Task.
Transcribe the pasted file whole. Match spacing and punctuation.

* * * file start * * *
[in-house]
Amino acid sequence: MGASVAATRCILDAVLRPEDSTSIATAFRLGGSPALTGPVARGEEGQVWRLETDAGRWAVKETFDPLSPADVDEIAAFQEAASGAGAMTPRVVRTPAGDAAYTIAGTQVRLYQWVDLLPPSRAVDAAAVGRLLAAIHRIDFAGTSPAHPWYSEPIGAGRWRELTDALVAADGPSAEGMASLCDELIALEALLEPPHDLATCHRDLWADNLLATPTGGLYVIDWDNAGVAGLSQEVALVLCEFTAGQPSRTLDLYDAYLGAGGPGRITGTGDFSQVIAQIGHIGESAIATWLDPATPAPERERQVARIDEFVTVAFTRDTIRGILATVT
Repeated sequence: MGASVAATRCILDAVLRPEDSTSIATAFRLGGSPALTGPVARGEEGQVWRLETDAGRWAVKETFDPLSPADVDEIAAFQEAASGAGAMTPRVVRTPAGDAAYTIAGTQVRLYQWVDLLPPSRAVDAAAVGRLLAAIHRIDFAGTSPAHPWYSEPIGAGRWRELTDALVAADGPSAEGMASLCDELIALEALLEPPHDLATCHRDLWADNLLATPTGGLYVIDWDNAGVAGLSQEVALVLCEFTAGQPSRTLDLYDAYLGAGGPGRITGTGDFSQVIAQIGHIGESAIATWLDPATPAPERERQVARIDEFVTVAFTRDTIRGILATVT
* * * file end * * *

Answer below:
[in-house]
Amino acid sequence: MGASVAATRCILDAVLRPEDSTSIATAFRLGGSPALTGPVARGEEGQVWRLETDAGRWAVKETFDPLSPADVDEIAAFQEAASGAGAMTPRVVRTPAGDAAYTIAGTQVRLYQWVDLLPPSRAVDAAAVGRLLAAIHRIDFAGTSPAHPWYSEPIGAGRWRELTDALVAADGPSAEGMASLCDELIALEALLEPPHDLATCHRDLWADNLLATPTGGLYVIDWDNAGVAGLSQEVALVLCEFTAGQPSRTLDLYDAYLGAGGPGRITGTGDFSQVIAQIGHIGESAIATWLDPATPAPERERQVARIDEFVTVAFTRDTIRGILATVT
Repeated sequence: MGASVAATRCILDAVLRPEDSTSIATAFRLGGSPALTGPVARGEEGQVWRLETDAGRWAVKETFDPLSPADVDEIAAFQEAASGAGAMTPRVVRTPAGDAAYTIAGTQVRLYQWVDLLPPSRAVDAAAVGRLLAAIHRIDFAGTSPAHPWYSEPIGAGRWRELTDALVAADGPSAEGMASLCDELIALEALLEPPHDLATCHRDLWADNLLATPTGGLYVIDWDNAGVAGLSQEVALVLCEFTAGQPSRTLDLYDAYLGAGGPGRITGTGDFSQVIAQIGHIGESAIATWLDPATPAPERERQVARIDEFVTVAFTRDTIRGILATVT